As devices like the Apple Watch and Fitbit become more popular, more people than ever have heart rate-monitoring technology at their disposal. So why hasn’t this triggered a revolution in treating heart disease, which kills more people every year in America than anything else? Euan Thomson, whose company AliveCor is working on the creation of health wearables, told KQED that this problem is more complex than it appears.
The Technology Isn’t There Yet
According to Thomson, heart disease, unfortunately, can not be detected by currently available fitness trackers. There are a few reasons for this: first of all, the metric that doctors use to detect heart disease is not heart rate, but ECG, the measurement of the heart’s electrical activity. “If you just look at heart rate patterns using one of these monitors—without the ECG—you wouldn’t know what’s indicative of something being medically wrong, or whether it’s because you’ve vigorously exercised, for instance,” he says.
We Need More Data
In addition to the currently insufficient technology, more contextual data is needed to draw the connections that would allow a wearable to detect heart disease. “The problem is that we know there are a lot of things that are generally bad for the heart, but that’s very unspecific,” Thomson tells KQED. By increasing the frequency of ECG tracking, hopefully connections between cause and effect will start to form.
None of these devices, including Apple Watch and Fitbit, are approved by the FDA to measure heart rate. Without clinical tests and FDA approval, it’s impossible to know whether their measurements are even accurate. “Heart rate is a wellness metric that I’d put in the same category of step-tracking,” Thomson says. “It’s kind of useful for fitness, but it isn’t a health care indicator.”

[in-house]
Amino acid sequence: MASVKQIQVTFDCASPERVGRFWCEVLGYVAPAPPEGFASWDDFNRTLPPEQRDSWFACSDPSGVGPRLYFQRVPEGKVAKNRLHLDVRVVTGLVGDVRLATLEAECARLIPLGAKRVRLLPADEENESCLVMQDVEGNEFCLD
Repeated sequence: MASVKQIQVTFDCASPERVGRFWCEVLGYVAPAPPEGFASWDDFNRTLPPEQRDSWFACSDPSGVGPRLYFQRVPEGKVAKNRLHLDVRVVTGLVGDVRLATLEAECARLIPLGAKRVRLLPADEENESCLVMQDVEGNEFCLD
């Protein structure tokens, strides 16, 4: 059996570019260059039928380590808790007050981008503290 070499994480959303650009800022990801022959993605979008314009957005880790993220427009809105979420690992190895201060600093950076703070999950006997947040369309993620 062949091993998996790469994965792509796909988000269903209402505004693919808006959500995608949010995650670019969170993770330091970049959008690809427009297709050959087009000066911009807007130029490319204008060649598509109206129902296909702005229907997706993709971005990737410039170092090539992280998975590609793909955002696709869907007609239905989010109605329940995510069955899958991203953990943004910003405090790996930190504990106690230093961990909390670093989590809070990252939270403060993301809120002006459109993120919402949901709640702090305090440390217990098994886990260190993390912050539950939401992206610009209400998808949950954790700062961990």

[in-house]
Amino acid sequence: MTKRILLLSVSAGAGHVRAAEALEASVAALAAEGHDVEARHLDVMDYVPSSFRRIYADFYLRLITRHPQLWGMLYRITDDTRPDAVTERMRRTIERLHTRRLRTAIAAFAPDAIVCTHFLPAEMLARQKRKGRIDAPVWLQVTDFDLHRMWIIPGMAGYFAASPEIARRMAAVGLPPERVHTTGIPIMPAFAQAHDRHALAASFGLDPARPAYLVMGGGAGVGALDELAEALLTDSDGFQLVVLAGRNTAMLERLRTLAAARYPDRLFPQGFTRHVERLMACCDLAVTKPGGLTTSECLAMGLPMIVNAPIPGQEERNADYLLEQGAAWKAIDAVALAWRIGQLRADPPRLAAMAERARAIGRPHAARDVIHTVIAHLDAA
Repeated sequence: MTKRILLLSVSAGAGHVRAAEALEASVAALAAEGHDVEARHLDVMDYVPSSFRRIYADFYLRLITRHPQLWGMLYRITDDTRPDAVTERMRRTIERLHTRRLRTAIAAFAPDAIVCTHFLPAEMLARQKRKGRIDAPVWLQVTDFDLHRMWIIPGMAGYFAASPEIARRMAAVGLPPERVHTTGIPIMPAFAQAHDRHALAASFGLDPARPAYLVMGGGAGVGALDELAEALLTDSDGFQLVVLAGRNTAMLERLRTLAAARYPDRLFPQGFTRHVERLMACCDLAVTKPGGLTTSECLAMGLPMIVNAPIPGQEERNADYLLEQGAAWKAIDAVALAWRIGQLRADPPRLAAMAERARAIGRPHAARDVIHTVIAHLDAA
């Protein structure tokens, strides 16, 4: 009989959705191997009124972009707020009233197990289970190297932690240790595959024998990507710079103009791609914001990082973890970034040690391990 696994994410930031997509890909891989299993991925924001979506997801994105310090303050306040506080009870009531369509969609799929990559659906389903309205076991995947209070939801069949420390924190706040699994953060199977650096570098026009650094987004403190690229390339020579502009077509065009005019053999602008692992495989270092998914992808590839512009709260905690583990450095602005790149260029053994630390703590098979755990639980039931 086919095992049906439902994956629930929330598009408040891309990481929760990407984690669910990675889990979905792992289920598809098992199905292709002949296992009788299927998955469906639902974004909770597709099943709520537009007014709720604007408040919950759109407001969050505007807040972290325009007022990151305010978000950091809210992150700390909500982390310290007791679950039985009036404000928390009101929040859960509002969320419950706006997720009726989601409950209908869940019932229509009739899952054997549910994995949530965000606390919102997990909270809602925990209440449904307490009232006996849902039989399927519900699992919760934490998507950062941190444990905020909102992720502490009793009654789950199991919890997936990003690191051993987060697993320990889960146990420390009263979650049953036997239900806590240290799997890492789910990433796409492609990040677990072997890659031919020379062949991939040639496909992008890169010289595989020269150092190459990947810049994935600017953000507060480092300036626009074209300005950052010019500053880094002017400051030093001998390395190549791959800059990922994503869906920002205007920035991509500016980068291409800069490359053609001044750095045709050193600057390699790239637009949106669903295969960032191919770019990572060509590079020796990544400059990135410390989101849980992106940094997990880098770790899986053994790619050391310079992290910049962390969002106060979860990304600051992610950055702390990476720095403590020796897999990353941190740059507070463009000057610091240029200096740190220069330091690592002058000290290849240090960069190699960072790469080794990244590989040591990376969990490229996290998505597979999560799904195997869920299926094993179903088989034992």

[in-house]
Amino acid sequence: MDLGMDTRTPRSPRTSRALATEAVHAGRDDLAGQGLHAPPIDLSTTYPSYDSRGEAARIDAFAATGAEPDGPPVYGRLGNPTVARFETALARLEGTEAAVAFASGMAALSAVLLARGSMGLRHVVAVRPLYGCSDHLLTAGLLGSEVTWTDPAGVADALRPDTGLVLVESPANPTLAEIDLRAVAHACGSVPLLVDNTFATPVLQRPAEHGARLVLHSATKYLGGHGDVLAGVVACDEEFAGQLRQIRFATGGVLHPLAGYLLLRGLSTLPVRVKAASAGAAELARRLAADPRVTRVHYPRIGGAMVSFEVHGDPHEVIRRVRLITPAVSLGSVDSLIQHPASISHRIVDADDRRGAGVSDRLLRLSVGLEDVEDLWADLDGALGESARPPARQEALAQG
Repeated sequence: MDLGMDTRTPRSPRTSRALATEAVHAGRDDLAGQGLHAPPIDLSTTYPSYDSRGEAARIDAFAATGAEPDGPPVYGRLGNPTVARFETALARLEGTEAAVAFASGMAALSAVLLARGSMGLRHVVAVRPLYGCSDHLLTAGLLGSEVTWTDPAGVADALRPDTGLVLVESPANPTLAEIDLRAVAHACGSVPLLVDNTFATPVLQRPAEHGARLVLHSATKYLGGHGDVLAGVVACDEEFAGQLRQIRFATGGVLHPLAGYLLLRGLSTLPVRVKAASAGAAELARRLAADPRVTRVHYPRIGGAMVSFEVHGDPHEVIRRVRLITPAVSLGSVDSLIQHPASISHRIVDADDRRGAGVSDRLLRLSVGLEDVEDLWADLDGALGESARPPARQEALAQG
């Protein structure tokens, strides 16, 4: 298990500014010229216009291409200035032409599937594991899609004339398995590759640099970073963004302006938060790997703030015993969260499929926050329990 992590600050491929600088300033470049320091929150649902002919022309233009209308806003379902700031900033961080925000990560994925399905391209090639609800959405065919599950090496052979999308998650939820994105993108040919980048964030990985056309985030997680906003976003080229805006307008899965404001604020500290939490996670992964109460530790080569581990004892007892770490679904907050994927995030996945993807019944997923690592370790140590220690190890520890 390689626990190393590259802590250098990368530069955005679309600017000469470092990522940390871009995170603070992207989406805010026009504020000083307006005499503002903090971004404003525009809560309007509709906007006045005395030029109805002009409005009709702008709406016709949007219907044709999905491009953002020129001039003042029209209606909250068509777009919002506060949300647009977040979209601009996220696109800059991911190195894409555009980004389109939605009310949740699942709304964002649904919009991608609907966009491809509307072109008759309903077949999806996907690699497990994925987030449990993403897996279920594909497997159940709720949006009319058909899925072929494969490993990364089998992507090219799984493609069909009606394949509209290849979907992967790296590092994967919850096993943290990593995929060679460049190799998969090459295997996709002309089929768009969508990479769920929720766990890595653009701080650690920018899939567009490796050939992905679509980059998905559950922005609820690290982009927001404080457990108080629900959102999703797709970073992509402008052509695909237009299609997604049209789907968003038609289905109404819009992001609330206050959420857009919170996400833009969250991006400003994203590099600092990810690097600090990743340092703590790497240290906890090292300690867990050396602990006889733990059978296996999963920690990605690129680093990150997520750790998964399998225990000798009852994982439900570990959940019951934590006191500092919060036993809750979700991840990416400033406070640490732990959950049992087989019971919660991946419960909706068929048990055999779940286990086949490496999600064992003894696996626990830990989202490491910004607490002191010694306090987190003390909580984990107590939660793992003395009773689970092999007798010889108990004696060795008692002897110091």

More Investment Needed
Thomson says that with more investment into medical technology, wearables could end up providing data for doctors that is difficult to gather now. The potential for this kind of monitoring is particularly great for people who are in rehabilitation after a heart operation. Thomson says he can envision people using wearables to track themselves slowly increasing their exercise levels after a heart surgery, allowing them to go home instead of staying in residential rehab.
“Their doctor could say something like, ‘I want to measure your heart rate while you take 2,000 steps over the next few weeks. Then I want to increase your exercise to 6,000 steps. I don’t want your heart rate going above 80 beats per minute,'” he says.
Silicon Valley Has To Step Up
Thomson isn’t sure this is something that Silicon Valley is truly interested in. “It’s a very small club that is monitoring the ECG [right now]. But that is the way these other companies should go,” he says. “The amount of money being spent on useless metrics from a health care standpoint [in Silicon Valley] is stunning.”
But he’s hopeful that the technology will progress if it’s invested in. “In the next few years, I believe that the industry will be able to spot the characteristics of someone who’s likely to have a heart attack in the next three days,” he says.
If wearables do move in that direction, it could be a seismic shift in the treatment of America’s most deadly disease. If that happens, the debate over wearables’ usefulness would be over for good. Read more of KQED’s interview with Euan Thomson here.